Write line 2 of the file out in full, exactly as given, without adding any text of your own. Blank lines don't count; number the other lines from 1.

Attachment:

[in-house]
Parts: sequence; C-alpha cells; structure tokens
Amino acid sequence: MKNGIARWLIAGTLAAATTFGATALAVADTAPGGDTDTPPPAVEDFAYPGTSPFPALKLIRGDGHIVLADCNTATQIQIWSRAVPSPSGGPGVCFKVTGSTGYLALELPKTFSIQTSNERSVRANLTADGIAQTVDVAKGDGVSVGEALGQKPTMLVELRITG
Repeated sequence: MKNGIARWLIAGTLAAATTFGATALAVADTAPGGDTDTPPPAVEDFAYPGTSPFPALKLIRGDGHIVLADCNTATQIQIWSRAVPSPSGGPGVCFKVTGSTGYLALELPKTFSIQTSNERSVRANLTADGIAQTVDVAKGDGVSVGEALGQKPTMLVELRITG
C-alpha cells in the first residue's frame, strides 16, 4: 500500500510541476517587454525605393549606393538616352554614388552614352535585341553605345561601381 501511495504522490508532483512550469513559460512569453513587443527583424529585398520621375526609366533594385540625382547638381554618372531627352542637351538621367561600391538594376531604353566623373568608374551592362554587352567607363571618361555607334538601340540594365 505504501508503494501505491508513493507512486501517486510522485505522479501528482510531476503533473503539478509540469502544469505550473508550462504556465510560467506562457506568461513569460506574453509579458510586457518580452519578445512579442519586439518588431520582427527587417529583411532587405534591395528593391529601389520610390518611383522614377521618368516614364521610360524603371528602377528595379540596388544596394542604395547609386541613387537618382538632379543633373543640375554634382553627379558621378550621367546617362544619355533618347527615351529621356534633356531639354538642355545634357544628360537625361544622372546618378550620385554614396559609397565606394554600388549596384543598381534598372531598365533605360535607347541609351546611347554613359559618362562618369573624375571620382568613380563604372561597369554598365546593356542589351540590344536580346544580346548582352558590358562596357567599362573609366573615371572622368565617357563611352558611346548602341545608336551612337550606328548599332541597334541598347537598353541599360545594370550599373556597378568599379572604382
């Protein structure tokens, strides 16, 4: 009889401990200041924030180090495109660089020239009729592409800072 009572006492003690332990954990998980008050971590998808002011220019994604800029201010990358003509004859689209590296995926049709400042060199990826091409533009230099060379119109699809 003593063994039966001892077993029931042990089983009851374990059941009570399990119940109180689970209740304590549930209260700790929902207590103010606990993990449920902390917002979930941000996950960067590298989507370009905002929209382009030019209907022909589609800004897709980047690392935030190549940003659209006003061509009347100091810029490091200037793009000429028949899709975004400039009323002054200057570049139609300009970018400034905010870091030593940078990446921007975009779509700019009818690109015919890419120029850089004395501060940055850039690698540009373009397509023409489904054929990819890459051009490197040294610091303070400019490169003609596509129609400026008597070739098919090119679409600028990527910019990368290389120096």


Parts: sequence; C-alpha cells; structure tokens